Cockpit draining

Discussion in 'Fiberglass and Composite Boat Building' started by MTodd, Mar 5, 2021.

  1. MTodd
    Joined: Mar 2021
    Posts: 5
    Likes: 2, Points: 3
    Location: Houma, Louisiana

    MTodd Junior Member

    New here and new to sailboats, so please let me know if I'm not in the right place.

    I'm working on a Reinell 22 restoration project, concentrating first on seaworthiness. One of my biggest concerns is the cockpit self-bailing system. The designer has a single drain in the center of the aft sole of the cockpit, connected by a 1-1/2" hose to a thru-hull in the (full) transom. I'm not sure if it was/is a scupper with a flap or just a plain thru-hull, but it is at the lowest point on the transom - well below the waterline.

    Common sense backed up by just a little bit of reading tell me this is a very bad idea. I'm thinking if it stays there, it should have a seacock and/or a ball valve before the hose section. The flap-type scuppers I'm seeing say they're not for use below the waterline.

    I prefer the idea of glassing it up and installing at least two scuppers at the level of the sole, which is just a few inches above the waterline. There is about a 4-inch gap between the cockpit aft wall and the transom, so I'm assuming it would need a flexible connection between the two to prevent cracking.

    This is definitely NOT a blue water boat, so I'm more concerned about a hose leaking than I am about the cockpit being swamped. Am I overthinking this?
     
  2. Will Gilmore
    Joined: Aug 2017
    Posts: 810
    Likes: 333, Points: 63
    Location: Littleton, nh

    Will Gilmore Senior Member

    Welcome to Boatdesign.net and welcome to the incredible world of sailing.

    The location of the scupper thru hull is fine below the waterline. On my Mariner 19, they are under the boat entirely, right next to the centerboard trunk. The water in the scupper pipe won't get higher than the waterline, as long as the cockpit sole is above the waterline.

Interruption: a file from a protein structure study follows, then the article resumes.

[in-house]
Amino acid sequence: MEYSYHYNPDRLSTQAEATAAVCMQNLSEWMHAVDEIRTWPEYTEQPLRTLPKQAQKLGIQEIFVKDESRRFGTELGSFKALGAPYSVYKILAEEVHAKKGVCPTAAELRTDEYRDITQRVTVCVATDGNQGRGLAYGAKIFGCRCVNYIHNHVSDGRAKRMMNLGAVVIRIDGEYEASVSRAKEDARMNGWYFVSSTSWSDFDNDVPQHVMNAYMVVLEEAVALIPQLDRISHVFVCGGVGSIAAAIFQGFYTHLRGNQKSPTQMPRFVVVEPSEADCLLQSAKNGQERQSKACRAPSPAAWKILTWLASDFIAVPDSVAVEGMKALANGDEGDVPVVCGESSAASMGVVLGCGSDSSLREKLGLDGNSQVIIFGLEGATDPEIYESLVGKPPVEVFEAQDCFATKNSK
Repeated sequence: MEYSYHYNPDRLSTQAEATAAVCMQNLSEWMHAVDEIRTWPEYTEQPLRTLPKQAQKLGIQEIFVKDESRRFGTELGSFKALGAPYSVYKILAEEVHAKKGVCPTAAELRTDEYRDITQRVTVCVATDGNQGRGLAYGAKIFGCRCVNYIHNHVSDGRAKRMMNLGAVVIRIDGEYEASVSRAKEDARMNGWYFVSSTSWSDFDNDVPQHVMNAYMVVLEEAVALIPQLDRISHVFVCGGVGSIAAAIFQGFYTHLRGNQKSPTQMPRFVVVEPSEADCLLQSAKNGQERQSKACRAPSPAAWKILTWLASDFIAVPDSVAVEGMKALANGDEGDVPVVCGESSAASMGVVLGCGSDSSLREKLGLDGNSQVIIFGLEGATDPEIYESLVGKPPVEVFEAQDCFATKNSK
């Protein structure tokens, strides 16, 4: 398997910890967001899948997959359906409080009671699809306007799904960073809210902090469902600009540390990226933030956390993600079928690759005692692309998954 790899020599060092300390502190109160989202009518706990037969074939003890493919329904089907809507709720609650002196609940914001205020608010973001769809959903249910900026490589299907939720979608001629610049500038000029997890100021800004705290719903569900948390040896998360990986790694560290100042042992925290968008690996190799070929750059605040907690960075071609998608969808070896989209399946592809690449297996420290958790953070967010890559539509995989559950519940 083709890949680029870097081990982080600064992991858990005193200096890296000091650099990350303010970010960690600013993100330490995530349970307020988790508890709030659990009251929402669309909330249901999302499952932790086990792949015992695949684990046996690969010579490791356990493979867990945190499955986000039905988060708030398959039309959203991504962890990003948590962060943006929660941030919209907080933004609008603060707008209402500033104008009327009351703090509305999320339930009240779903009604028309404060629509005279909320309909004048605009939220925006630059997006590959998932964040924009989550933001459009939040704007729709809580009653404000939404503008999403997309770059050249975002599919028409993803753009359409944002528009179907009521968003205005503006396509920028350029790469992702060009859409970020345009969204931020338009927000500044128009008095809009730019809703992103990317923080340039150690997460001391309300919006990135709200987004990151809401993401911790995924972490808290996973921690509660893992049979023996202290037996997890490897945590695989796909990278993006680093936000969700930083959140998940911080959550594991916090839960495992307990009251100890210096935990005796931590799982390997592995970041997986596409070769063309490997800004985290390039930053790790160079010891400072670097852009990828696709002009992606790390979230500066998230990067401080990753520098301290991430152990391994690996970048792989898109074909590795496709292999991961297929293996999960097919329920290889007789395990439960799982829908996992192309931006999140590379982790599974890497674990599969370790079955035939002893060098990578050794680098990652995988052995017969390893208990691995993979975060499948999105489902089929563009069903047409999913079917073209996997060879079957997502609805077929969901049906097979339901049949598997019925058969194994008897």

Unless you've heard that Reinell 22s have problems with their scupper location, you're okay.

    -Will (Dragonfly)
     
  3. bajansailor
    Joined: Oct 2007
    Posts: 3,082
    Likes: 1,201, Points: 113, Legacy Rep: 37
    Location: Barbados

    bajansailor Marine Surveyor

    MT, does your boat live afloat, or do you keep her ashore when not using her?
    If you have any photos that you can post of your cockpit, and of the current drainage system, that would be useful.
    I can see your train of thought, re how it would be better to have the drain exiting above the waterline - and having two drains will drain the cockpit much faster than one if you get a big wave landing in the cockpit. Have you ever been out in conditions where this could have been a possibility?

    On the other hand, if the section of hose is in good condition, and ideally has two S/S hose clamps (in good condition) securing the hose at each end, then the odds of the hose spontaneously failing while you are out sailing must be extremely unlikely.
     
  4. kapnD
    Joined: Jan 2003
    Posts: 1,102
    Likes: 270, Points: 83, Legacy Rep: 40
    Location: hawaii, usa

    kapnD Senior Member

    Having one center drain is poor design for a sailboat, which, when underway, is inevitably heeled to one side or the other, leaving a constant puddle until the boat becomes upright again.
    I wouldn’t be concerned about the underwater location of the thru hull drain fitting, but an occasional inspection and subsequent maintenance of the drain system is a good idea.
     
  5. MTodd
    Joined: Mar 2021
    Posts: 5
    Likes: 2, Points: 3
    Location: Houma, Louisiana

    MTodd Junior Member

    Thanks for the replies and sorry for the delay. Had a great weekend on Dauphin Island (Alabama).

    This boat will always be trailered, as far as I can predict. Let's try an image of a rough sketch here...
    [​IMG]

    I've never been out in any conditions, though the boat has successfully weathered a hurricane or two in my back yard.
    Long-term goals have us cruising in mostly protected waters. Vermillion Bay, Lake Pontchartrain, northern Gulf Coast, Florida Keys. It's got a full transom and what I'm assuming is plenty of freeboard.

    So it looks like I need a new scupper (maybe with a flap valve) and a good tough section of hose with 4 clamps.

    It's refreshing that nobody told me to scrap the boat. I think I'll like it here.
     
  6. MTodd
    Joined: Mar 2021
    Posts: 5